In my opinion, Thirteen by Richard K. Morgan had far more interesting insights about gender than Vincent’s book even though gender is not its focus. Morgan refers several times to Susan Faludi’s book Stiffed in the course of this novel about a genetic superman who has no more place in this (slightly futuristic) world than does the macho dock workers that Faludi described in her book. Thirteen is fast-moving and packed with amusing and intriguing references to the political landscape and virtual/nano technology of its world, so it was great fun to read. I may also have enjoyed it because I read it soon after having seen the movie The Dark Knight, and so was already primed to look for themes of super-heroism-as-a-curse.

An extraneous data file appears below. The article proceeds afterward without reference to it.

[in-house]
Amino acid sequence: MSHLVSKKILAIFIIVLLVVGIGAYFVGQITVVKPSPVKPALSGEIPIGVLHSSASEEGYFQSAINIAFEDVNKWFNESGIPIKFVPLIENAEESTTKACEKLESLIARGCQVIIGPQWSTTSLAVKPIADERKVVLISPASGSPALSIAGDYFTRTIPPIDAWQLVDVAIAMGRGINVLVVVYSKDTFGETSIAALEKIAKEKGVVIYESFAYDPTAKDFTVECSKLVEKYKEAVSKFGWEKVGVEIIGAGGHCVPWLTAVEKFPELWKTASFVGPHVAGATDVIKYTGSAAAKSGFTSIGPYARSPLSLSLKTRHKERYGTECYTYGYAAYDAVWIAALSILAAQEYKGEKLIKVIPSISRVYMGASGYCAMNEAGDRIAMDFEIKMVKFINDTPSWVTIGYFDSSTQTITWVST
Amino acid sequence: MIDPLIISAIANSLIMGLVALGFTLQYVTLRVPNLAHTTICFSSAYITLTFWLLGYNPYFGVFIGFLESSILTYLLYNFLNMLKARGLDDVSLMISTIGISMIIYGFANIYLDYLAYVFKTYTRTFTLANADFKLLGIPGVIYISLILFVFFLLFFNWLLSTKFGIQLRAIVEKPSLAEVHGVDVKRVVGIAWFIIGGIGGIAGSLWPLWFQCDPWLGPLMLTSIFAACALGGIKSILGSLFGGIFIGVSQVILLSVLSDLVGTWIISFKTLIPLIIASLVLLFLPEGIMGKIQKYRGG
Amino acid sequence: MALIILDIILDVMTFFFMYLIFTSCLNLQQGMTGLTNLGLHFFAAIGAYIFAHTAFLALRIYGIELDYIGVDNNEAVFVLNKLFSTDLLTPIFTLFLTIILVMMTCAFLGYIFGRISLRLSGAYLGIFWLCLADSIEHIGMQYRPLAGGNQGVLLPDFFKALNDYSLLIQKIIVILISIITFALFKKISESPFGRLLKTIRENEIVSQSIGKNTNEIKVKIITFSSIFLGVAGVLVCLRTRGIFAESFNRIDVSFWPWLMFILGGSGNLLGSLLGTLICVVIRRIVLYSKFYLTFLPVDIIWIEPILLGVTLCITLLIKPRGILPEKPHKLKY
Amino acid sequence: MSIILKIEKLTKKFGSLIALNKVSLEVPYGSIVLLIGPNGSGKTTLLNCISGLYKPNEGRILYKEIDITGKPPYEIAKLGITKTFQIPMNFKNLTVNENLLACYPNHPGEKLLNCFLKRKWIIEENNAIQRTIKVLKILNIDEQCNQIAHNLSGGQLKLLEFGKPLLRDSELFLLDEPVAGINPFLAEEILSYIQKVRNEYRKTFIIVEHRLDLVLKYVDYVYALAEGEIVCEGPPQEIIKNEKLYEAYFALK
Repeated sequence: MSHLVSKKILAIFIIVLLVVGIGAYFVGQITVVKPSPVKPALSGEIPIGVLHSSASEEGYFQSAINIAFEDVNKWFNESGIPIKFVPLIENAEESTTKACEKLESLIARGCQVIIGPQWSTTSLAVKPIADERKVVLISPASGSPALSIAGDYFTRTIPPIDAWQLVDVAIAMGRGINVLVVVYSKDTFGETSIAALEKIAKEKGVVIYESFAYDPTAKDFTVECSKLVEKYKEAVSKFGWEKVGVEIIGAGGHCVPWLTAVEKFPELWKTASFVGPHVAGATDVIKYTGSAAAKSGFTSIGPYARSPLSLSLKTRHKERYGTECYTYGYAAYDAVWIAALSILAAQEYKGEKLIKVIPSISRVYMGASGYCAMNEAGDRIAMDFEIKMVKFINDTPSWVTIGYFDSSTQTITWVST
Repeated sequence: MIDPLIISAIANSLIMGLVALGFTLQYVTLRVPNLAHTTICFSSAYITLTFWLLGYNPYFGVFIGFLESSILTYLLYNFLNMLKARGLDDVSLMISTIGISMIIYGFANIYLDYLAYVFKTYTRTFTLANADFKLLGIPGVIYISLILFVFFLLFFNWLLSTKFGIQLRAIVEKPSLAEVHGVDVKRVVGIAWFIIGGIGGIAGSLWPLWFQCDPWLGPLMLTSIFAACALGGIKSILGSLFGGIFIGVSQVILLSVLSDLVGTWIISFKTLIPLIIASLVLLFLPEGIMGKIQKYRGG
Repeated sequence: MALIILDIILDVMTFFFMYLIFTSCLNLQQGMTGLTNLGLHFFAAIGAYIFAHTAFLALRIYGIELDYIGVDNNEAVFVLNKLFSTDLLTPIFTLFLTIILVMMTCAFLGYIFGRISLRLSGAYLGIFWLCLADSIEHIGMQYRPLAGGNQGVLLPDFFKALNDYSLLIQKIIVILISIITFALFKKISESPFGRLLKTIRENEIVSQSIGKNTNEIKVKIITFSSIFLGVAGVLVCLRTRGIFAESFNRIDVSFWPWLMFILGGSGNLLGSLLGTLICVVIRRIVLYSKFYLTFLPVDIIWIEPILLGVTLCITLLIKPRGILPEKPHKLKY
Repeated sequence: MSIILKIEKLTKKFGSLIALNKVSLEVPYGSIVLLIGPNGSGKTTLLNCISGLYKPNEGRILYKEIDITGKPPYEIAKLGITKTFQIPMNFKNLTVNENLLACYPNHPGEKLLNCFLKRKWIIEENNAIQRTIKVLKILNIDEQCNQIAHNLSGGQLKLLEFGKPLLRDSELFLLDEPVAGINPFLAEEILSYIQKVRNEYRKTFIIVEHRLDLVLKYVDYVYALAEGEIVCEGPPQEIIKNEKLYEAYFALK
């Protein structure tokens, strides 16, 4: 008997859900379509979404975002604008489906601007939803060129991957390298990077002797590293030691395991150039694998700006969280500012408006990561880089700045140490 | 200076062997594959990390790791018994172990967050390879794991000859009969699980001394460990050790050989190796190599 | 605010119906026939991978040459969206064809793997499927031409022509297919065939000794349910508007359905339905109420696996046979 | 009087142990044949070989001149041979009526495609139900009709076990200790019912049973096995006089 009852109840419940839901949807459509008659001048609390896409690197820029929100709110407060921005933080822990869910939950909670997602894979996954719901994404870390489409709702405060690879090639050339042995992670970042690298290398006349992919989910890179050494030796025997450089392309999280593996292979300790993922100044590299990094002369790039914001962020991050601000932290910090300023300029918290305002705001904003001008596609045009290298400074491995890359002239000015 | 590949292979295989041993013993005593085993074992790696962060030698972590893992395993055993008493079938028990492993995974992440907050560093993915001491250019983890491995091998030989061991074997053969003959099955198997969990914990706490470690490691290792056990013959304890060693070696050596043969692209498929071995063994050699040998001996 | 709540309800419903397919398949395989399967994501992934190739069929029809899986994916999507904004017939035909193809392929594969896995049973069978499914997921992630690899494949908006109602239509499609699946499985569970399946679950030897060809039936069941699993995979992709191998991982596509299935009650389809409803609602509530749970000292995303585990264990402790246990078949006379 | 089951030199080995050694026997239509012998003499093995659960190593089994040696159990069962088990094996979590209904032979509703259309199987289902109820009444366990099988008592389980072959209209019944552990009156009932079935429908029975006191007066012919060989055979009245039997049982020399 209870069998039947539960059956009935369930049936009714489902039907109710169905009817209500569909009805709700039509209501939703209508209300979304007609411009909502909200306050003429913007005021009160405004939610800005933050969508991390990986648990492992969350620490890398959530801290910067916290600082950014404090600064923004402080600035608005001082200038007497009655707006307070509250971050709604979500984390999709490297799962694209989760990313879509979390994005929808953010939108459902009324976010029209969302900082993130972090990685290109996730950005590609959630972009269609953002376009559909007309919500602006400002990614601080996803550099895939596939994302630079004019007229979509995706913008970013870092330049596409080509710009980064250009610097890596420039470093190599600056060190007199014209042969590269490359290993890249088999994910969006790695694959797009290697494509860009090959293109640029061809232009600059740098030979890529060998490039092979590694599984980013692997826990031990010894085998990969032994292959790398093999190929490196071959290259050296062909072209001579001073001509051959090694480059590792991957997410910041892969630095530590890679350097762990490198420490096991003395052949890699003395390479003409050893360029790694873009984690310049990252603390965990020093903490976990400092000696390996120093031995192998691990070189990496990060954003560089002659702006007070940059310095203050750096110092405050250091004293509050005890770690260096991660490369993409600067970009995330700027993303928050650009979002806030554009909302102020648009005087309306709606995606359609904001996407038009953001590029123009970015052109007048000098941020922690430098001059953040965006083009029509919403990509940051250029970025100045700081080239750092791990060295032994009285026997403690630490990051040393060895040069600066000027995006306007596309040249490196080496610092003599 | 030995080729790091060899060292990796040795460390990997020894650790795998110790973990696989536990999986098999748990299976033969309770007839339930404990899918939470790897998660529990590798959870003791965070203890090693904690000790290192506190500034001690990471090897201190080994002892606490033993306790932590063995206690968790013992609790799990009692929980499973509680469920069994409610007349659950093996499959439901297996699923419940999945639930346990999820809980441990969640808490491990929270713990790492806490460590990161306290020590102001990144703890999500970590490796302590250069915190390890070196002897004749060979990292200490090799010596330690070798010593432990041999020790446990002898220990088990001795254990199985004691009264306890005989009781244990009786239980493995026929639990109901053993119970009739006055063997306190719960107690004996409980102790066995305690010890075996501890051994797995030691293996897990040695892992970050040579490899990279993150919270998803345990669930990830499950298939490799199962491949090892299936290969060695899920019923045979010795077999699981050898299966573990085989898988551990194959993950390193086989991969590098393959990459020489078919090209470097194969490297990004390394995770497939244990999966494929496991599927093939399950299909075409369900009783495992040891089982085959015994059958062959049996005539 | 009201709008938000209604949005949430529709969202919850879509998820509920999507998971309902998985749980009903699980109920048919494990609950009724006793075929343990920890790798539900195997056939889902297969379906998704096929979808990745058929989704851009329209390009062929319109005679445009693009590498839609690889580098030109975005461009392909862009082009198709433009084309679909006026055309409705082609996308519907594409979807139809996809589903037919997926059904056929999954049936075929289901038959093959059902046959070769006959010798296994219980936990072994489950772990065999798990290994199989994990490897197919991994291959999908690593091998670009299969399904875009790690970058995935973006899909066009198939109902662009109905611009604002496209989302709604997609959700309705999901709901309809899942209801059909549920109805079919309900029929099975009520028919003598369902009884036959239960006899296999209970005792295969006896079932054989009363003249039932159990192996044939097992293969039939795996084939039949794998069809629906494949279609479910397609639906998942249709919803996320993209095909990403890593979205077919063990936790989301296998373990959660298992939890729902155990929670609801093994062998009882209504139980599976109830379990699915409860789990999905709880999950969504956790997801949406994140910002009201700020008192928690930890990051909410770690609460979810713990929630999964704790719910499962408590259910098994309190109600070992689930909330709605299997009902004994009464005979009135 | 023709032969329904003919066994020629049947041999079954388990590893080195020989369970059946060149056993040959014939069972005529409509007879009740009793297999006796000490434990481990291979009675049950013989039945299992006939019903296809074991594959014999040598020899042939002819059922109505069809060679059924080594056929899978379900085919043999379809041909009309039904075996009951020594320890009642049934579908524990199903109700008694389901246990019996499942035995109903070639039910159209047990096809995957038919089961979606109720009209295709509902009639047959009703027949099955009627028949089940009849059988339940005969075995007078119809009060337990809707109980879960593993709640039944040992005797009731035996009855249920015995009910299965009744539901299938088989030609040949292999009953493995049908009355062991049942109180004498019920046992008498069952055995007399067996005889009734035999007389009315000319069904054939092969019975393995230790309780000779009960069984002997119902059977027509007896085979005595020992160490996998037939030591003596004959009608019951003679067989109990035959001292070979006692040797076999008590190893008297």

There were other books in 2008 for me, but these were the highlights.

Jeanne is a graphic designer who has been twice nominated for the Hugo Award for Best Fan Artist. Probably her most famous design is the Space Babe icon, known and loved by all WisCon habitues. But probably her greatest claim to fame is her oft-cited manifesto, "An Open Letter to Joanna Russ." Oh, and back in the early days of feminist sf, she was joint editor, with Janice Bogstad, of Janus, a feminist science fiction fanzine.